The CAESAR research group at Amsterdam UMC have developed an AI tool that automatically shows liver tumours on CT scans of patients with colon cancer that has spread to the liver, giving doctors quick insight into the size of the tumours. The fact that the tool is now being researched in the doctor's daily practice is good news, as many AI tools are stuck in the development phase. Researcher Michiel Zeeuw explains how this software came about. 

"Colon cancer is one of the most common types of cancer. Metastases are found in the liver in more than half of the patients and almost all of these patients receive chemotherapy as part of their treatment. Measuring the effect of chemotherapy is critical. Until now, these measurements were carried out manually by radiologists, by manually measuring the difference in diameter of the liver tumours on CT scans before and after treatment. This way of working is time-consuming and not always accurate. In addition, only the difference in diameter can be measured and not the difference in tumour volume. The new AI tool will soon be able to do all this, while also automatically drawing the tumours on the CT scans," says Zeeuw. 

Painstaking work 

Within the CAESAR research group, there is close collaboration between surgeons, radiologists, oncologists and data scientists. The idea for the development of the AI tool originated within the CAESAR research group. The software was trained with almost 100 CT scans of patients, on which the liver tumours were drawn by hand. The model was developed by data scientists Jacqueline Bereska and Luuk Wagenaar.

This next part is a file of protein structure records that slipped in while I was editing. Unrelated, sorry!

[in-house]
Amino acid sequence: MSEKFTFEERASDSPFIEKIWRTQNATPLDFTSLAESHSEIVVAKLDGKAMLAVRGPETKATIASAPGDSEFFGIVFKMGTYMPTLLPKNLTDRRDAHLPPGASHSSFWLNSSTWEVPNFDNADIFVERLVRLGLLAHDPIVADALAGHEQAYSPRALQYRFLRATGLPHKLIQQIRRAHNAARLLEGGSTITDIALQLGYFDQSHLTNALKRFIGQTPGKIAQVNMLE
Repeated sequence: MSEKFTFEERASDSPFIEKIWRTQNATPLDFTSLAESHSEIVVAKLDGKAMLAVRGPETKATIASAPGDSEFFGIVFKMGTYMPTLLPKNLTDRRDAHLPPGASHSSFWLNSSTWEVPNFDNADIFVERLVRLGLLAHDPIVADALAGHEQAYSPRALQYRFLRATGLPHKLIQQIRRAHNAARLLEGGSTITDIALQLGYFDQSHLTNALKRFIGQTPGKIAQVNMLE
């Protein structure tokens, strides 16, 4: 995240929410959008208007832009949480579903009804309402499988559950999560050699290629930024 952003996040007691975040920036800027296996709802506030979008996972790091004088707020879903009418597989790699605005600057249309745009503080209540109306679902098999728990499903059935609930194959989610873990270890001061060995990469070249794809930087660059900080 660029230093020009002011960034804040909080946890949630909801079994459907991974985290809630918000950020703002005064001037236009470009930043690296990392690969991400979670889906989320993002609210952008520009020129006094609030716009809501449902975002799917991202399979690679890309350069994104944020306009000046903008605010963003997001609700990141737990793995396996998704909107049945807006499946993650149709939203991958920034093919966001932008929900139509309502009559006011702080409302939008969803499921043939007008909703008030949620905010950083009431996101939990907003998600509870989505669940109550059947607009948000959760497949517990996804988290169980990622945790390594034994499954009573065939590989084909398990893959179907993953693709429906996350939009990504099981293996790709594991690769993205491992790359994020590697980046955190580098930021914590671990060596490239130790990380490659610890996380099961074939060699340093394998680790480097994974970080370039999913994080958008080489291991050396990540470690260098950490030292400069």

Implementation in daily practice 

AI applications for healthcare often get stuck in the development phase. Because if it is not possible to integrate them seamlessly into the existing working methods of doctors and nurses, they are often not used in daily practice. "A crucial step in the development of this AI tool was its implementation in the software that radiologists use every day to assess examinations," says Zeeuw.  

Decision on the right treatment 

The AI tool can significantly improve patient care. First of all, the tool provides radiologists with a more accurate and faster way to assess tumours and assess the effect of chemotherapy. This can help doctors make decisions about the right treatment. Because even if the tool shows that a treatment is not sufficiently effective, this knowledge improves the quality of care for this patient; After all, they do not have to continue the treatment unnecessarily. The hope is that in the longer term, the AI tool can also contribute to selecting patients for surgery. Although this is not yet possible in the short term, the future is promising.  

The AI tool was developed with the support of the Dutch Cancer Society and the Cancer Center Amsterdam Foundation.